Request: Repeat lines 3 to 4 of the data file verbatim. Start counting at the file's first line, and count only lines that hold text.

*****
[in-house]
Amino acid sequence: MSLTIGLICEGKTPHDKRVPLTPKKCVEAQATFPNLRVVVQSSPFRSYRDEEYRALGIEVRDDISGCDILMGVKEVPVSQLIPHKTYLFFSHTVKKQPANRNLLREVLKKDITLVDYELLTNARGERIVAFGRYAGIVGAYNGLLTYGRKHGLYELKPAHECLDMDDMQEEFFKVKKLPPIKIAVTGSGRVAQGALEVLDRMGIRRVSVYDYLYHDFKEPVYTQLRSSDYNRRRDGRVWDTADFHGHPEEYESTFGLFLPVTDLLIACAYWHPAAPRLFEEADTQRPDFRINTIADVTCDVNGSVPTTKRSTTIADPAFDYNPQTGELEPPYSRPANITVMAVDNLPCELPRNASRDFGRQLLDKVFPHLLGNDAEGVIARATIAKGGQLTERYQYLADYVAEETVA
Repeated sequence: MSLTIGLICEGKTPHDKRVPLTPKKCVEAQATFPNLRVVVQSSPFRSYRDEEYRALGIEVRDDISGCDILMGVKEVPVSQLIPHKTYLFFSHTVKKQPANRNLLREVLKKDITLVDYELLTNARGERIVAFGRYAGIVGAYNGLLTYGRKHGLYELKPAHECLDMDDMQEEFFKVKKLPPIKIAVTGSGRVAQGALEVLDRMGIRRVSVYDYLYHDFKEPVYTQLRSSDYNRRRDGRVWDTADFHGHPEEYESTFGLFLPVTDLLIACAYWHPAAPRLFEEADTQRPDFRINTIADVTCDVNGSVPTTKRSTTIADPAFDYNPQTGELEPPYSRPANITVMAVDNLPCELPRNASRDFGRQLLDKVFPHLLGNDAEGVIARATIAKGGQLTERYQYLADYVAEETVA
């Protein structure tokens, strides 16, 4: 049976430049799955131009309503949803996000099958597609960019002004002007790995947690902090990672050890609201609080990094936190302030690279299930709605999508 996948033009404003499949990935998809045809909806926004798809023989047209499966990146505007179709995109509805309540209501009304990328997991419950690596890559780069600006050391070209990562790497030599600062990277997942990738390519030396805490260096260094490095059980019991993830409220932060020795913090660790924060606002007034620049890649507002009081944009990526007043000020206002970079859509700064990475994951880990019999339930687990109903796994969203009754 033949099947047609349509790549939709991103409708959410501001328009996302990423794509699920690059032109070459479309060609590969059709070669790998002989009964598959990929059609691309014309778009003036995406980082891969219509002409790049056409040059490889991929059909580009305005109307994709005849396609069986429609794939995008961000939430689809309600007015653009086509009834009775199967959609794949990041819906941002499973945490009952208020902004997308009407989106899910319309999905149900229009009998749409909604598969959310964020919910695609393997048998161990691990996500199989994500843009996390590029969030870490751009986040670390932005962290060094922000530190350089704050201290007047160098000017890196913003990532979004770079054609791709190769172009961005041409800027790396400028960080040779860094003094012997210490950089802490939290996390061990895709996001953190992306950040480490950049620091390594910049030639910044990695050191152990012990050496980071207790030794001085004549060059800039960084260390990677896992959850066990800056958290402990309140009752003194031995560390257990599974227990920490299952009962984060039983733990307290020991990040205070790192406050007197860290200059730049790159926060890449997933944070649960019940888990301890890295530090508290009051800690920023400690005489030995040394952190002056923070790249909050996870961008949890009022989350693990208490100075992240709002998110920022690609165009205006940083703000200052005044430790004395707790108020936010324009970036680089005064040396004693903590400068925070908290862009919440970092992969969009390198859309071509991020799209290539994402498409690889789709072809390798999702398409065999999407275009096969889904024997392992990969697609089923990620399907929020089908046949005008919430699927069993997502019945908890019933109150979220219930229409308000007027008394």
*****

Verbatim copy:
Repeated sequence: MSLTIGLICEGKTPHDKRVPLTPKKCVEAQATFPNLRVVVQSSPFRSYRDEEYRALGIEVRDDISGCDILMGVKEVPVSQLIPHKTYLFFSHTVKKQPANRNLLREVLKKDITLVDYELLTNARGERIVAFGRYAGIVGAYNGLLTYGRKHGLYELKPAHECLDMDDMQEEFFKVKKLPPIKIAVTGSGRVAQGALEVLDRMGIRRVSVYDYLYHDFKEPVYTQLRSSDYNRRRDGRVWDTADFHGHPEEYESTFGLFLPVTDLLIACAYWHPAAPRLFEEADTQRPDFRINTIADVTCDVNGSVPTTKRSTTIADPAFDYNPQTGELEPPYSRPANITVMAVDNLPCELPRNASRDFGRQLLDKVFPHLLGNDAEGVIARATIAKGGQLTERYQYLADYVAEETVA
């Protein structure tokens, strides 16, 4: 049976430049799955131009309503949803996000099958597609960019002004002007790995947690902090990672050890609201609080990094936190302030690279299930709605999508 996948033009404003499949990935998809045809909806926004798809023989047209499966990146505007179709995109509805309540209501009304990328997991419950690596890559780069600006050391070209990562790497030599600062990277997942990738390519030396805490260096260094490095059980019991993830409220932060020795913090660790924060606002007034620049890649507002009081944009990526007043000020206002970079859509700064990475994951880990019999339930687990109903796994969203009754 033949099947047609349509790549939709991103409708959410501001328009996302990423794509699920690059032109070459479309060609590969059709070669790998002989009964598959990929059609691309014309778009003036995406980082891969219509002409790049056409040059490889991929059909580009305005109307994709005849396609069986429609794939995008961000939430689809309600007015653009086509009834009775199967959609794949990041819906941002499973945490009952208020902004997308009407989106899910319309999905149900229009009998749409909604598969959310964020919910695609393997048998161990691990996500199989994500843009996390590029969030870490751009986040670390932005962290060094922000530190350089704050201290007047160098000017890196913003990532979004770079054609791709190769172009961005041409800027790396400028960080040779860094003094012997210490950089802490939290996390061990895709996001953190992306950040480490950049620091390594910049030639910044990695050191152990012990050496980071207790030794001085004549060059800039960084260390990677896992959850066990800056958290402990309140009752003194031995560390257990599974227990920490299952009962984060039983733990307290020991990040205070790192406050007197860290200059730049790159926060890449997933944070649960019940888990301890890295530090508290009051800690920023400690005489030995040394952190002056923070790249909050996870961008949890009022989350693990208490100075992240709002998110920022690609165009205006940083703000200052005044430790004395707790108020936010324009970036680089005064040396004693903590400068925070908290862009919440970092992969969009390198859309071509991020799209290539994402498409690889789709072809390798999702398409065999999407275009096969889904024997392992990969697609089923990620399907929020089908046949005008919430699927069993997502019945908890019933109150979220219930229409308000007027008394």